Examining False Positive Urine Drug Testing Screens

Urine drug screenings are useful diagnostic tests. In chronic pain management, drug testing can assess the appropriate intake of drugs, help with the diagnosis of substance abuse, and improve drug management. Screening for illicit drugs, including amphetamine, can be useful in assessing and monitoring patients with chronic pain. It is important to consider the potential for false positive results when the results of urine drug screenings for amphetamines are interpreted.

Urine screenings for amphetamines commonly involve the use of immunoassays. Multiple immunoassays are available, and they all share similar basic methodology. In these tests, a sample of urine or bodily fluid is added to a solution containing antibodies or immunoglobulins, which bind to targeted analytes. By interacting with specific structures, the immunoglobulins signal the presence of certain drugs. Immunoassays frequently are used in initial urine drug screenings because they provide rapid results, cost relatively little, and are commercially available. However, false positives are possible and must be considered when interpreting results.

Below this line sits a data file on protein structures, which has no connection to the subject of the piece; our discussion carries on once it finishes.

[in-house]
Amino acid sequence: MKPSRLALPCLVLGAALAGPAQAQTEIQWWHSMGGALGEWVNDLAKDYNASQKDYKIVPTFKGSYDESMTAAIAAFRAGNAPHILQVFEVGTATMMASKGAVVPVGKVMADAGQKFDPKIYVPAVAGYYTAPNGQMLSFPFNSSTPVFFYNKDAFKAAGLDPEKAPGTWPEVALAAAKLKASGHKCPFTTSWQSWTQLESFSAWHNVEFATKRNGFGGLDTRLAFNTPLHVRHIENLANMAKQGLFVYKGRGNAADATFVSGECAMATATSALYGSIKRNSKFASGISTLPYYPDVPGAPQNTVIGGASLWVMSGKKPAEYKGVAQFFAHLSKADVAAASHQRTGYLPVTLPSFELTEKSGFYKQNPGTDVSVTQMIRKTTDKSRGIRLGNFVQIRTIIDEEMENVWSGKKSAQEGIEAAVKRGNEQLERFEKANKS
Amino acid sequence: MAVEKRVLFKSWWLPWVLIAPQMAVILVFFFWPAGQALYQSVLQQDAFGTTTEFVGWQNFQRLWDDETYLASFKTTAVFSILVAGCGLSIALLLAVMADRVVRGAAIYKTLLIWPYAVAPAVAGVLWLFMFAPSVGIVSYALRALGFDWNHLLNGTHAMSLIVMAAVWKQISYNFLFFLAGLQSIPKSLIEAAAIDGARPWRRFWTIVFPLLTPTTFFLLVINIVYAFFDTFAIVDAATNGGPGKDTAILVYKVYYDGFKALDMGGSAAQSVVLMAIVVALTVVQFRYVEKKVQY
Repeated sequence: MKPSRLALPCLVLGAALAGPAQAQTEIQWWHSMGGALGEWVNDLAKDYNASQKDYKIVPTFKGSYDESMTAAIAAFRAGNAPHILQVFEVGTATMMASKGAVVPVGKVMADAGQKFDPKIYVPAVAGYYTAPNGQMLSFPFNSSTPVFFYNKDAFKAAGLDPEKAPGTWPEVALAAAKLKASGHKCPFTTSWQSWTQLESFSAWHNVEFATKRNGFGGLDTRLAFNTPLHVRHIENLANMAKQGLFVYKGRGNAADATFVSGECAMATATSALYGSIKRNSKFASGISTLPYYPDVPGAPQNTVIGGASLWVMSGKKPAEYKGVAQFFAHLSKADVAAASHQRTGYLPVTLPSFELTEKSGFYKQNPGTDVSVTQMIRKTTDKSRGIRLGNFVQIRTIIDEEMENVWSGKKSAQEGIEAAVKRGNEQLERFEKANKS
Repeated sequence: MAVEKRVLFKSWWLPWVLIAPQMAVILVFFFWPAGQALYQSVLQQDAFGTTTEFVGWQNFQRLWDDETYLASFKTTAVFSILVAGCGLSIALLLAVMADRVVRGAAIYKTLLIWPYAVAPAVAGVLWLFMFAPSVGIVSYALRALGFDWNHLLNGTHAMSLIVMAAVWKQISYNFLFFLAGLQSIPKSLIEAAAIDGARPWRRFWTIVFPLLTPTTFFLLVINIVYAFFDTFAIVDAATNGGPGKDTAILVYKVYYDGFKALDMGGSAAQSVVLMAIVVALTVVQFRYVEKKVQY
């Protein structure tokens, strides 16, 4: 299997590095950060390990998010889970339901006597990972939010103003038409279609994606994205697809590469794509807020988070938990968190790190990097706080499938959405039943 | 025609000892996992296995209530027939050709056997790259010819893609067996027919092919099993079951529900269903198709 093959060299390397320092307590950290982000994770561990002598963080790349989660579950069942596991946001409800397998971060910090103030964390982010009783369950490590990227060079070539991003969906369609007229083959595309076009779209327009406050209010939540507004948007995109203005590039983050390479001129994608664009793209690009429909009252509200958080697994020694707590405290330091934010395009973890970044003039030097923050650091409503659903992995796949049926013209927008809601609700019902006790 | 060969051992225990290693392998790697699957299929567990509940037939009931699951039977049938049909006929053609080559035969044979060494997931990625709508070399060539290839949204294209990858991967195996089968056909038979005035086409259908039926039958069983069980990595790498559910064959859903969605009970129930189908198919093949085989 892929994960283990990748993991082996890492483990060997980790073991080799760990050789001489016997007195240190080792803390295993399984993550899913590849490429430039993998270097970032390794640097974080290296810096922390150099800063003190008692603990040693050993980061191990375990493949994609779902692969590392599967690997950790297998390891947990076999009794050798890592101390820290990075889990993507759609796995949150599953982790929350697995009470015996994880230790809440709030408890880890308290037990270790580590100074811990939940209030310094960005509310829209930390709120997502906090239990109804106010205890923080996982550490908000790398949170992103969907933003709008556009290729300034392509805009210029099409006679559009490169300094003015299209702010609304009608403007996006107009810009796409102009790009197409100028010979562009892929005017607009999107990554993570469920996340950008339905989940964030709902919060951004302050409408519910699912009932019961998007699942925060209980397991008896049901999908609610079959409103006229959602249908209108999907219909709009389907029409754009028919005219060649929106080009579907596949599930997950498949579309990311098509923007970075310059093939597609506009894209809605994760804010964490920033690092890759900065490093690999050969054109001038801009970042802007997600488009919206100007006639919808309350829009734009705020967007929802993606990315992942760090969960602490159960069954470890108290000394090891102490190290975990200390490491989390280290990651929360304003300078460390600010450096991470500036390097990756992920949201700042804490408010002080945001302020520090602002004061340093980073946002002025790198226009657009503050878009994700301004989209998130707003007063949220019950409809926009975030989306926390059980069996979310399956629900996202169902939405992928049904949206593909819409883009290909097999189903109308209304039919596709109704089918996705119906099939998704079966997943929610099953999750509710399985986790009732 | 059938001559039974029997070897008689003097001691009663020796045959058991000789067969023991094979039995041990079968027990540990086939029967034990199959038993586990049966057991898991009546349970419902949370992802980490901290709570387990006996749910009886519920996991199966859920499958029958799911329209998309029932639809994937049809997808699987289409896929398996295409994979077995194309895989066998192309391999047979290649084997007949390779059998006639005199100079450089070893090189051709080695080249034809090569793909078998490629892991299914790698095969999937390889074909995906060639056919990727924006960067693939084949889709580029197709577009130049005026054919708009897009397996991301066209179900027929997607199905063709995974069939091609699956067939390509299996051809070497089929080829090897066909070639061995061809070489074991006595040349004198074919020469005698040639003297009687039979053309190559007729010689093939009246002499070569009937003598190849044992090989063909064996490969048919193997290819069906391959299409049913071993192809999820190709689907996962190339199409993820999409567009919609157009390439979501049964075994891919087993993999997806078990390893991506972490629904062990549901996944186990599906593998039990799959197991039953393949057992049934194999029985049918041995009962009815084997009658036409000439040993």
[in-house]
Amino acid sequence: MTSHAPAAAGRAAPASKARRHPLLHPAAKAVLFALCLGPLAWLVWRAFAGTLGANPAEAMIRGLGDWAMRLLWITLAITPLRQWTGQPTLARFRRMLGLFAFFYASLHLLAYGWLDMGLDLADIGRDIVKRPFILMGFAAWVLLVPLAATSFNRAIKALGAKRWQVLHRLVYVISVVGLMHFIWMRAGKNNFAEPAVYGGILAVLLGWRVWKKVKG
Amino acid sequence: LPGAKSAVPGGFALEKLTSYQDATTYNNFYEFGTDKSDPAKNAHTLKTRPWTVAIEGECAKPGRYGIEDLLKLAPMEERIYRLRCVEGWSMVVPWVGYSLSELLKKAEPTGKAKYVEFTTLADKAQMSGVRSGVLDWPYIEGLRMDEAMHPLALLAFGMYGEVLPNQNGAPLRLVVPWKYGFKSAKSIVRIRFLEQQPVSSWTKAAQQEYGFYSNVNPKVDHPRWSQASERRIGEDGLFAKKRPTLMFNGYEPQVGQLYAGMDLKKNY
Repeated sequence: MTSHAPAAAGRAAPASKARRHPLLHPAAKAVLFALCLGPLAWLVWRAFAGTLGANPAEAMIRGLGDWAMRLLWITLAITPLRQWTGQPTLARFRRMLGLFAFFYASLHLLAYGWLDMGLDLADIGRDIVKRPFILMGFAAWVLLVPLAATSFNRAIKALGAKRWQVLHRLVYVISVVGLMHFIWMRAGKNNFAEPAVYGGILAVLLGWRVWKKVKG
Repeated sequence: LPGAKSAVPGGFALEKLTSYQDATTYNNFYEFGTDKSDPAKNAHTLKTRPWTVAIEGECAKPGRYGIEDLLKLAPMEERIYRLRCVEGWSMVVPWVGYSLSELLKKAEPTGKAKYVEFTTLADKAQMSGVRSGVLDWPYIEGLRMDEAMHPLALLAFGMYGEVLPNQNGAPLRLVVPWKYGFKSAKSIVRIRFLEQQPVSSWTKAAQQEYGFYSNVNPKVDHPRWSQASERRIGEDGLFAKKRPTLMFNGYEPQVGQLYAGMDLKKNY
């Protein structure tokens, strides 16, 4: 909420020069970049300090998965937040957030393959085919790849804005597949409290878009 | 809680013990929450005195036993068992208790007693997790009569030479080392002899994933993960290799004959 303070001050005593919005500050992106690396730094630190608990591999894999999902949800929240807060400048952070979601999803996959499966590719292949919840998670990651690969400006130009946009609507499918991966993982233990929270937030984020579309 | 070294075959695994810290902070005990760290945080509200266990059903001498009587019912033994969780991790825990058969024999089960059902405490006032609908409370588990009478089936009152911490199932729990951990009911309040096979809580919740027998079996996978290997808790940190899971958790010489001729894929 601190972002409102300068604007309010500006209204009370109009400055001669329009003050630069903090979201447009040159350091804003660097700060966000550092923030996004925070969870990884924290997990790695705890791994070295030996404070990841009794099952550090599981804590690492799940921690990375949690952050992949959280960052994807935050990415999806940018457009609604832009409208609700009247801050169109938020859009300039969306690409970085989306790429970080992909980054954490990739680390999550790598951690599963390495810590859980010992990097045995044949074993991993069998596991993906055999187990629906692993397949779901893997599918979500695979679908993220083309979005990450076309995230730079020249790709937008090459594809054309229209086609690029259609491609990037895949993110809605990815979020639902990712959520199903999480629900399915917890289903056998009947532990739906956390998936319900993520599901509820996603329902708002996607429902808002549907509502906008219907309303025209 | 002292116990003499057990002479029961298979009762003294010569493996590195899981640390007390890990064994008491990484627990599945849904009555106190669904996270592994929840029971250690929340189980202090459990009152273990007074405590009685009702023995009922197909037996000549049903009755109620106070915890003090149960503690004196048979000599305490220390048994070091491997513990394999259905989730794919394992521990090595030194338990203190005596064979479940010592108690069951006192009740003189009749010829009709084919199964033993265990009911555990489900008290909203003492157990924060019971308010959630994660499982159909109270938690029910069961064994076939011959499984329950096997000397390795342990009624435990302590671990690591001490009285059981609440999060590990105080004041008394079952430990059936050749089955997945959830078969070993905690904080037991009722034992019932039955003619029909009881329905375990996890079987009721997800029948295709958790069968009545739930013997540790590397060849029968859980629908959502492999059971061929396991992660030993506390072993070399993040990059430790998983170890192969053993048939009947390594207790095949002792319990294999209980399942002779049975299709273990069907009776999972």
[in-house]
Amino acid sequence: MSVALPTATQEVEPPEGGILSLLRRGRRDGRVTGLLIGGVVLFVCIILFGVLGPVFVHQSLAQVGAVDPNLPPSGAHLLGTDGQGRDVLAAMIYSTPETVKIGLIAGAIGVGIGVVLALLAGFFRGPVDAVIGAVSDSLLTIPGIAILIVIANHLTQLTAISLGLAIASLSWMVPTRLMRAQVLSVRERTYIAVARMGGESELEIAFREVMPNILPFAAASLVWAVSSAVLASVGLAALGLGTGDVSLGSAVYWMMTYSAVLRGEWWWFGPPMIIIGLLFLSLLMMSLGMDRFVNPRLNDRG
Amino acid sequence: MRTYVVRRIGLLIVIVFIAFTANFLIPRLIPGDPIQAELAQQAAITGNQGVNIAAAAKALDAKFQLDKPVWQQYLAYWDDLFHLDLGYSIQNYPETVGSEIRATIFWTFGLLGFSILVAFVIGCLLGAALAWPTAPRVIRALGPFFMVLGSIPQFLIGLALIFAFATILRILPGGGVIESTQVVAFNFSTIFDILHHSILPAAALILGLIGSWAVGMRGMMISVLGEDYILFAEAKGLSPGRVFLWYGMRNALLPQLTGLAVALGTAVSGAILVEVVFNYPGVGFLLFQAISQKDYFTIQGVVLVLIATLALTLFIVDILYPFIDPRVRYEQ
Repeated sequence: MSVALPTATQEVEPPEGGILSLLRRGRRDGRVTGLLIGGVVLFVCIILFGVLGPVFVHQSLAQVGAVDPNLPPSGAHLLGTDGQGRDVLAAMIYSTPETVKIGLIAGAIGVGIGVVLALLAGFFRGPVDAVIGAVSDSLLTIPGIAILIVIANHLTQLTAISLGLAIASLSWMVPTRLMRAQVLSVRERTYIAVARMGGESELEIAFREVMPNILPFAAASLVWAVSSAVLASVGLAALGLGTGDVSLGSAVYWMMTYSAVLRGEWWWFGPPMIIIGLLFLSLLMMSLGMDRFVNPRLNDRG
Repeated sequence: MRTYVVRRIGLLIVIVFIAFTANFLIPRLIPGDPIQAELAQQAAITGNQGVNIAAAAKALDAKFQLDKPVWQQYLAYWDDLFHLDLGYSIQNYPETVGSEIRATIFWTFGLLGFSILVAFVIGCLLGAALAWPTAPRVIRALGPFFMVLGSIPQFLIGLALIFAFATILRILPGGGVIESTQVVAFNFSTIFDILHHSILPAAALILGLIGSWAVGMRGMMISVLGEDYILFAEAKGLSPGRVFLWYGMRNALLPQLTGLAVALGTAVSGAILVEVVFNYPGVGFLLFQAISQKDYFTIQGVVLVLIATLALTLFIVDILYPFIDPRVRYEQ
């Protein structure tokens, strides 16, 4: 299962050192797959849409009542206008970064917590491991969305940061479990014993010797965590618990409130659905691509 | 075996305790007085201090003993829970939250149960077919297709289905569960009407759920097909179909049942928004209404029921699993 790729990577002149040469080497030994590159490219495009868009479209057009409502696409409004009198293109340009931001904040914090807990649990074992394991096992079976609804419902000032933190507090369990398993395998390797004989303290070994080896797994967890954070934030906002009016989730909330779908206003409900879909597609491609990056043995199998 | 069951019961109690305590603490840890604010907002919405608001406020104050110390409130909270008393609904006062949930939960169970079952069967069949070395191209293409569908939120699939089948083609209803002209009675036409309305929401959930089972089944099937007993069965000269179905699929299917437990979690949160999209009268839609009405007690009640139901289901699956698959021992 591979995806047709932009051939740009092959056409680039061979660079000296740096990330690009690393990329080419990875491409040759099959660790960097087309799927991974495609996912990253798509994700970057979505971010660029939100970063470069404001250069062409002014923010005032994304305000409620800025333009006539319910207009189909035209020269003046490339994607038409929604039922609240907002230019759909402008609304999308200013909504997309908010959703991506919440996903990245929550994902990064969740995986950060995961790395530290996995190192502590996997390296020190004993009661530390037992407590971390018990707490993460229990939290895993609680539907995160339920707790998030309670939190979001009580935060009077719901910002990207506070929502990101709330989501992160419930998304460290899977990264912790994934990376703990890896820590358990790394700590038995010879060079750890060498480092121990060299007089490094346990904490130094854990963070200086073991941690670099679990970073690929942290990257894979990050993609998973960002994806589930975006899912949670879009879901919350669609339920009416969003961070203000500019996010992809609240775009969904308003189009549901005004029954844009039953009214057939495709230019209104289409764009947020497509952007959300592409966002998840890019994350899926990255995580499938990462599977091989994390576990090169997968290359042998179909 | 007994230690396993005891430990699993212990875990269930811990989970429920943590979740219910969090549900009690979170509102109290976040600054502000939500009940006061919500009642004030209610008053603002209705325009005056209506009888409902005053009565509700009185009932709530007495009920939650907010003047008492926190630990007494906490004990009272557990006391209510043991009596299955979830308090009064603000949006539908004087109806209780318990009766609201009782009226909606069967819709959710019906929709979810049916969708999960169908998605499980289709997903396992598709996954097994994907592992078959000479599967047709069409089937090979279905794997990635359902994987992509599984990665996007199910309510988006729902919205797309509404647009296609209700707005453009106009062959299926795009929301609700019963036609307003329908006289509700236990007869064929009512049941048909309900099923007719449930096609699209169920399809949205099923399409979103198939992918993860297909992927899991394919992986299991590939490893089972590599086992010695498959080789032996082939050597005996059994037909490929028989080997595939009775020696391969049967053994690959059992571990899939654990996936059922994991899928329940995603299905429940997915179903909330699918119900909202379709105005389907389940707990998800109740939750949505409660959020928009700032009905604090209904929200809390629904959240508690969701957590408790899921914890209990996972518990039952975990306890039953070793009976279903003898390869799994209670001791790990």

Positive amphetamine immunoassay screening test results can be confirmed with gas chromatography-mass spectrometry tests (GC-MS). GC-MS separates samples into fragments that are specific to each individual compound. Because each fragment pattern can be linked to a single molecular compound, GC-MS is much more specific than immunoassays and can detect the presence and amount of each drug screened.

While urine drug screenings are valuable tools in pain management, they have limitations, including the potential for false positives. For amphetamines, most incidents of false positives can be related to a drug’s structure, but case reports and retrospective reviews have associated many drugs with false positives. Following a positive drug screening, the possibility of a false positive always should be considered. A thorough review of the patient’s vital signs, relevant history, and recent medications should be conducted, with additional analysis with more specific tests such as GC-MS, if warranted.

Read the full article here: http://www.practicalpainmanagement.com/resources/diagnostic-tests/ask-expert-false-positive-amphetamine-urine-screens

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